Paul Greenberg

Every year I attend a national conference of editorial writers and listen to us deliver critiques of one another's work. It can be a dispiriting experience, especially when the editorial under the microscope is one's own. But one thing I've learned:

After the editorial being dissected has lost its news value, all that may remain is a desiccated husk - dry, brittle, the same old party line or empty stridency. But if the editorial being examined had more than news value, if it used the news of the day only as a jumping-off point to say something about the human condition, preferably something of depth and value, even of use and beauty, it still interests months, even years, later.

I like what a fiction writer named Nancy Mairs once said: "The trick, with this as with any genre, is to satisfy its requirements while escaping its confines." That's it. The reader's expectations of an editorial, however minimal, should be met. But it's a poor editorial that doesn't go beyond that minimal expectation.

An editorial should express an opinion - about a news event or a public figure or a local ordinance or even the weather - but go beyond the confines of its subject to say something about life in these times, or even first principles. Flaubert would have made a great editorial writer. He took a subject as common as an adulterous wife in a small town and made "Madame Bovary" out of it. He went beyond the confines of his subject.

The successful editorial, or even newspaper column, has gone to a second level. It is still alive long after it appeared in that most ephemeral of products, your daily newspaper.

Too drearily often, we who write editorials don't escape the confines of the form or the subject. Instead of thought, we offer ideology. Instead of laughter, just general irritation with the world. We who write them fail to break the bounds of the news we're writing about and let a revealing light in.

Routine is our deadliest enemy. It's as if editorial writers didn't dare risk a real, original idea. That would involve real work. So we wind up speechifying at a faceless audience instead of addressing a real reader. Or kicking a few platitudes around and calling it opinion.

To judge from the general tone of the conversation at this year's convention, the state of American editorial writing is... well, it's been better. It's not just the economic crunch in which the newspaper business finds itself these days. It's not even the familiar problem of getting the younger generation to put down its cell phones and iPods long enough to read a newspaper. It's something more - a general malaise about the whole calling. A doctor would call it A Failure to Thrive.

What would really be new and enlivening at this depressing juncture in the history of American editorializing would be a return to the old: the old standards, old competencies, old revelations - not in order to replace whatever's new today but to lend it some saving perspective.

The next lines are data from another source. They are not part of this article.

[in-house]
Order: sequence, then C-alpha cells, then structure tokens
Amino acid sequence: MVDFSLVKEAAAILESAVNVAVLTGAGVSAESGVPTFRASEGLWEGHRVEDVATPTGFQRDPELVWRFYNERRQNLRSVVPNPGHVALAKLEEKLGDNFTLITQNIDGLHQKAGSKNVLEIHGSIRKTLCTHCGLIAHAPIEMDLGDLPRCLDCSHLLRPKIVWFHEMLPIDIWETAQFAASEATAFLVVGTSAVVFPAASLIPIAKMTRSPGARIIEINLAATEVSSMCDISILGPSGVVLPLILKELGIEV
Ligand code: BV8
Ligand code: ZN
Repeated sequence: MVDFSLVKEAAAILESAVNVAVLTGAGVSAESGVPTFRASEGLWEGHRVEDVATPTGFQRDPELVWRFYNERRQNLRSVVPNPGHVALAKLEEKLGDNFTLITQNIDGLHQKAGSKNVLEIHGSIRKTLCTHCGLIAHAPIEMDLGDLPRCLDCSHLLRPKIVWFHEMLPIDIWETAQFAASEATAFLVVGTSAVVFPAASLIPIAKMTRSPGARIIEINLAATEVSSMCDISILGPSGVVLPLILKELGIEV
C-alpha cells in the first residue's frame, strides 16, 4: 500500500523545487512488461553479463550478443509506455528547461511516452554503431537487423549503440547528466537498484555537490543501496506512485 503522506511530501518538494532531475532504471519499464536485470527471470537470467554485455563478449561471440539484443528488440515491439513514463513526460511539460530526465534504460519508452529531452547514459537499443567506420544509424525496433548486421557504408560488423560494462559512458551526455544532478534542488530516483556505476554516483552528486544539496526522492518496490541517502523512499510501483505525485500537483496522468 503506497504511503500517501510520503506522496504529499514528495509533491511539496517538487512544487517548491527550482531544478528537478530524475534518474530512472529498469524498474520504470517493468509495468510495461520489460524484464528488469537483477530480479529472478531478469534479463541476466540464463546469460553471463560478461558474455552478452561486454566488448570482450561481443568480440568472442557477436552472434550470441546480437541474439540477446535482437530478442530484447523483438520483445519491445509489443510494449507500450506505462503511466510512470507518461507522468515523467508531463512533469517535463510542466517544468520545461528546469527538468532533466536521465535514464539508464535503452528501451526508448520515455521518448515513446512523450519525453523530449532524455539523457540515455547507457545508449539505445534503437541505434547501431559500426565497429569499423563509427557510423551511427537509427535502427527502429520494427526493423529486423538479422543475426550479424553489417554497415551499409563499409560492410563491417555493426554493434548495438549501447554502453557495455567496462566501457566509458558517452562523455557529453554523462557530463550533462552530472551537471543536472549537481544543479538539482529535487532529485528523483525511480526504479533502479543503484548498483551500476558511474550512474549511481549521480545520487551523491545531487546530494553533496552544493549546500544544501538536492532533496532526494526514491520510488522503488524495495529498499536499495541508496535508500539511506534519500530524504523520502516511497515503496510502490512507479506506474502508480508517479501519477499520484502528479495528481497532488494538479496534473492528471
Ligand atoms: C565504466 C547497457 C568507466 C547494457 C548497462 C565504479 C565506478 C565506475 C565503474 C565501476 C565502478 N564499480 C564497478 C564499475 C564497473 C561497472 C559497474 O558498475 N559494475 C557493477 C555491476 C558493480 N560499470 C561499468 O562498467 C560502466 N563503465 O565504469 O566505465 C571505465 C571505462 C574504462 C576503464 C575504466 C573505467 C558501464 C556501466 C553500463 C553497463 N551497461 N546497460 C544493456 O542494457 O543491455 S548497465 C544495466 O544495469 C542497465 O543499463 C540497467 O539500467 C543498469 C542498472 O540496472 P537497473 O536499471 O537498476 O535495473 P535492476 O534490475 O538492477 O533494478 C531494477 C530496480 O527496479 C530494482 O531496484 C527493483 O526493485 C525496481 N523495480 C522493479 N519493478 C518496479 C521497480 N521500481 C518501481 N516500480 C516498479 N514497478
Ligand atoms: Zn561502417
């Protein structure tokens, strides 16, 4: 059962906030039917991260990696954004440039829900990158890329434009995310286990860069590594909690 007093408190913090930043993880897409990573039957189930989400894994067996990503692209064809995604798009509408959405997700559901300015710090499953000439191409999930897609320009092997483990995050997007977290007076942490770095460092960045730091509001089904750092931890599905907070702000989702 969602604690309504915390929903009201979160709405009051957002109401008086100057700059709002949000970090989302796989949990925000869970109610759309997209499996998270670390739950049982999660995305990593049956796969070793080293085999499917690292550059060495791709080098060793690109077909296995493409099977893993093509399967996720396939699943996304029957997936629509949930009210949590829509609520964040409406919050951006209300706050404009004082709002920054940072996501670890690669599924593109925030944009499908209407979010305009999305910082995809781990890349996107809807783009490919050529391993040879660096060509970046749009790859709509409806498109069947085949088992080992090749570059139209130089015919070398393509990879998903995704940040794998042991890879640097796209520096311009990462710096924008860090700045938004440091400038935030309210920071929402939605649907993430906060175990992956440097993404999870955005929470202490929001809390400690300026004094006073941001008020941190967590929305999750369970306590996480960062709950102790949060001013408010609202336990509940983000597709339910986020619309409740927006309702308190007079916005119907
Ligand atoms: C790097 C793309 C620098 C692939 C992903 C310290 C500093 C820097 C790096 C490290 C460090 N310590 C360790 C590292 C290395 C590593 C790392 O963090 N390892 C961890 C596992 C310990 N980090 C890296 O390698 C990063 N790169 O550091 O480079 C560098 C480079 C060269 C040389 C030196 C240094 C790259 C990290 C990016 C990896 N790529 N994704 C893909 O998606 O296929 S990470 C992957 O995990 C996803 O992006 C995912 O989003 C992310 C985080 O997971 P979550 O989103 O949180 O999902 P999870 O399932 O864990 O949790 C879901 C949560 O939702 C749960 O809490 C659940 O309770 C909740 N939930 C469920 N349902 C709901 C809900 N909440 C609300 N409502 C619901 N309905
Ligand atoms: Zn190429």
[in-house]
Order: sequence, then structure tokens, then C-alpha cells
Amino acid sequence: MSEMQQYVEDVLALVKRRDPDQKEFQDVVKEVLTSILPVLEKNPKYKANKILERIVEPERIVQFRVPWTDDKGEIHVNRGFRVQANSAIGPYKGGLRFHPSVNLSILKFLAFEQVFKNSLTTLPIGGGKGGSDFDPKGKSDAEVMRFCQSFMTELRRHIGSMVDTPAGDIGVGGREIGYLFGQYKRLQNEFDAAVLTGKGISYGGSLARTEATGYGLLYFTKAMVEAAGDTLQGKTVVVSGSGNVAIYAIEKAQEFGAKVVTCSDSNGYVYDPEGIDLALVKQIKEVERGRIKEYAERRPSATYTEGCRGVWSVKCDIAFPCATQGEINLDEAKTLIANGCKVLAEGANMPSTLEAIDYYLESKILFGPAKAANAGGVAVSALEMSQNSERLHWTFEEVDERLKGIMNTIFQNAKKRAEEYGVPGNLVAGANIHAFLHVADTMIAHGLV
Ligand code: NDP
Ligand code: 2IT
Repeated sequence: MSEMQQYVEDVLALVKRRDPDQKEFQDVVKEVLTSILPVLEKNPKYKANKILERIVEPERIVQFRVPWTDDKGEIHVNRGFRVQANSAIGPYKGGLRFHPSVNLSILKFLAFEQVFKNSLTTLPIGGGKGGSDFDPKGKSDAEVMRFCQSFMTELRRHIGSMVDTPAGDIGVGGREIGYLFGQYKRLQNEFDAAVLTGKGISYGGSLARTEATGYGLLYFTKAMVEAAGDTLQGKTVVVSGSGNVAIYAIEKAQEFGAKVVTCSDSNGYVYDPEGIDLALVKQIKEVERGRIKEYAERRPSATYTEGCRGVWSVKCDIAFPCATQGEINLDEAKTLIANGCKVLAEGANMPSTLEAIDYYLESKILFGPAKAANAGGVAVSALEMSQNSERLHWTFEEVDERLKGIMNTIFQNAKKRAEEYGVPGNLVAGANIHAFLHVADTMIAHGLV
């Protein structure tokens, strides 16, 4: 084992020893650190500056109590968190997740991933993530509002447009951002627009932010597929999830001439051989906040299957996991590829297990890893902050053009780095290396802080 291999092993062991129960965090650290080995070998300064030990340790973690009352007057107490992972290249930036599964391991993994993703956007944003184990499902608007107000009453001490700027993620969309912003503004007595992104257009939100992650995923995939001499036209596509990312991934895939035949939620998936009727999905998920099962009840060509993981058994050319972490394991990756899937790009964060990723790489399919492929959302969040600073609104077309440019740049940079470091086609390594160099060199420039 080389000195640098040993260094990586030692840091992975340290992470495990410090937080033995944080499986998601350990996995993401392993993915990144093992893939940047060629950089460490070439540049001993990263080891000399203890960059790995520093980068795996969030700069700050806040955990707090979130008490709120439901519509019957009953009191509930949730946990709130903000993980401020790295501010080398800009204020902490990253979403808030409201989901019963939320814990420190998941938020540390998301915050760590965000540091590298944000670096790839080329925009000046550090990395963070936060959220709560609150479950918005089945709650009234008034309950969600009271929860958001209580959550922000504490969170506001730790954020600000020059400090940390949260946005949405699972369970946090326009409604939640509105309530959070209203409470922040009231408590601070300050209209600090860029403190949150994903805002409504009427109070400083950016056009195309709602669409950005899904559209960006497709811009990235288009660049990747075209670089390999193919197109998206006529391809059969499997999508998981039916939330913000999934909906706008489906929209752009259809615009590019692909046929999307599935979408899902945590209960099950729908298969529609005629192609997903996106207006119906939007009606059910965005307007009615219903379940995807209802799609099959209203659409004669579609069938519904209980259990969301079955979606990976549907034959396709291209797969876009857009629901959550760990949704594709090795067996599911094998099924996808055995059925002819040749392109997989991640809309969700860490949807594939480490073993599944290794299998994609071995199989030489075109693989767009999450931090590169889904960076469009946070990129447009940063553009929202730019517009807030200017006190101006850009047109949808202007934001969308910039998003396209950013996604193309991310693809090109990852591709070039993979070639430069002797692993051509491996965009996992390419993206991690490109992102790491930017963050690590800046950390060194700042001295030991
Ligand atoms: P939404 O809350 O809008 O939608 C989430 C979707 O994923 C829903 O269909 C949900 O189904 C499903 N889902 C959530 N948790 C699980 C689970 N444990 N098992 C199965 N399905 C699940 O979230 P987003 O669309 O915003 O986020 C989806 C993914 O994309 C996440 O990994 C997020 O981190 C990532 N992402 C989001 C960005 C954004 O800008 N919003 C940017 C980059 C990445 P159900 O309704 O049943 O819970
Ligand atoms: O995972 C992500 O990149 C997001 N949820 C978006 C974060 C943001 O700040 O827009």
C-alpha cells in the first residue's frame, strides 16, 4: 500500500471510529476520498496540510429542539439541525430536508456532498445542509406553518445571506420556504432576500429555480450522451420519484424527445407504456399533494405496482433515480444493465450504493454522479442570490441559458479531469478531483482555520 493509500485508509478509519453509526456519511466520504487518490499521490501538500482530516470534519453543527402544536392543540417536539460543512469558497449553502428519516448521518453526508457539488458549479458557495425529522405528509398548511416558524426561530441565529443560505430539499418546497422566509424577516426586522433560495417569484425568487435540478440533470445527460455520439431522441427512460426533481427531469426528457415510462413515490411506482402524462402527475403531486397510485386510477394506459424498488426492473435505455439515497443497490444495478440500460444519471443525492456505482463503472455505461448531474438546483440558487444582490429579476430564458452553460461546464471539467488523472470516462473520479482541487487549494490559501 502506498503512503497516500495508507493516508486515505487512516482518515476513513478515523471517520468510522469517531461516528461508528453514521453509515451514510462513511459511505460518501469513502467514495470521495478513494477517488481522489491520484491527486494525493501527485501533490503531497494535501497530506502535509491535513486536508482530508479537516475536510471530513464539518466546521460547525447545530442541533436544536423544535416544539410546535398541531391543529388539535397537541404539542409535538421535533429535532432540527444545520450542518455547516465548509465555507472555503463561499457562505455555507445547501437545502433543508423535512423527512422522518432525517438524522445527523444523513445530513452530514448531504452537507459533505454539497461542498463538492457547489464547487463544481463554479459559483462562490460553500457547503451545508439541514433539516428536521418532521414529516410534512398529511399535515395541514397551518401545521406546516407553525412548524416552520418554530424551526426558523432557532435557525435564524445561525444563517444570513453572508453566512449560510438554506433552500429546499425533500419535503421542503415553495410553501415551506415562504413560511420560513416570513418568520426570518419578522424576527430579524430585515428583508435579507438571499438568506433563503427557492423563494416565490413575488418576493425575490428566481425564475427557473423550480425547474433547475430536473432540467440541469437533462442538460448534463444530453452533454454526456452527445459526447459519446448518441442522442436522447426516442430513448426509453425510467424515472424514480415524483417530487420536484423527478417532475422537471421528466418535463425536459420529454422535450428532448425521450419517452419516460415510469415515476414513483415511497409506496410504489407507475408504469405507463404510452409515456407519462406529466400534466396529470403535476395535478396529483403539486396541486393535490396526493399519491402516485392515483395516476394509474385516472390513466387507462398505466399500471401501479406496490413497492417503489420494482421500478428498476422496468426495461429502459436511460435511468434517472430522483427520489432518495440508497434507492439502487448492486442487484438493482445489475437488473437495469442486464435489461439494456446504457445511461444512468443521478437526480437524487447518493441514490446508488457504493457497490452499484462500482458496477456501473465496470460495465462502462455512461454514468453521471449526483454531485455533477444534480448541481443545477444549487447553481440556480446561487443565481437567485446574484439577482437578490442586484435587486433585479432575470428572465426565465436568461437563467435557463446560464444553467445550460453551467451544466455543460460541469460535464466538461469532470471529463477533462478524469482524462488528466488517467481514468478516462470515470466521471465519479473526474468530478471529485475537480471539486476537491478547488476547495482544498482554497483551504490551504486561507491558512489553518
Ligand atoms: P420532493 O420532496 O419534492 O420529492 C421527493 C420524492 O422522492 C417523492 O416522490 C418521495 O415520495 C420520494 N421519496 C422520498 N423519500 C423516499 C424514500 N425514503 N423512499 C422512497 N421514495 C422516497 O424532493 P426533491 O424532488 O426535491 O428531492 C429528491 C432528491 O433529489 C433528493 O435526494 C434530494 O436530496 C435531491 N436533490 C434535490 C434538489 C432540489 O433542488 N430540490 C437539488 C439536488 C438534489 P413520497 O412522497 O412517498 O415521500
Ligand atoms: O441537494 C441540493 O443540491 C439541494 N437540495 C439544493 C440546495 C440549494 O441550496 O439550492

Here's a word from the past: The late Grover C. Hall Jr. wrote editorials for the grand old Montgomery Advertiser in an era when Southern newspapers led all the rest because they had character, and characters. I've got an editorial of Mr. Hall's framed on my office wall. In it, he pointed out that editorial writers have got the grandest job in the world. So why not write like it?

In the end, what matters is what always mattered: the words, the words, the words. And what's really the matter with editorial writing is a loss of faith - in words, in the power they represent, and in our power to use them. Or to let them use us. For the best thought has an irresistible power of its own.

The surest symptom of our malaise is the various cures recommended for the sad state of the American editorial. Some are familiar panaceas, the kind that have never worked but are rolled out every year as if they were brand new. For example, somebody always suggests that we start signing our editorials. Yes, we're talking about the same editorials we write, rewrite, edit, talk about, and then have our publisher approve - if the publisher didn't suggest the editorial in the first place. So how many names would we have to sign at the bottom of each editorial? At that rate, the byline would be longer than the editorial.

More to the point, the whole notion of a signed editorial is a contradiction in terms. For then the editorial would no longer represent the newspaper's opinion but an individual's. Why not just write a signed column and be done with it? Start signing editorials and the idea that the newspaper has an opinion, a personality, a tradition and continuous history of its own would become just a formality.

Then there are those who believe that, to restore this patient's old vitality, what's required is a technological fix. Maybe turn the editorial column into a community forum, a kind of electronic bulletin board. (In that case, what would Letters to the Editor be for?) Or transform the editorials into blogs. But that's not writing, it's talking.

There ought to be something premeditated, even with malice aforethought, about committing an editorial. If the reader just wanted to talk, or read instant opinion, all he'd need do is eavesdrop on cell-phone conversations, God help him.

The essence of an editorial is that it's the product of an editor. This fascination with technique - how to set up a blog, how to get on the Internet, how to do this or do that - is not a good sign. I think it was Raymond Carver, the short story writer, who said that, when a writer wants to write about technique, it means he's run out of anything to say.


Paul Greenberg

Pulitzer Prize-winning Paul Greenberg, one of the most respected and honored commentators in America, is the editorial page editor of the Arkansas Democrat-Gazette.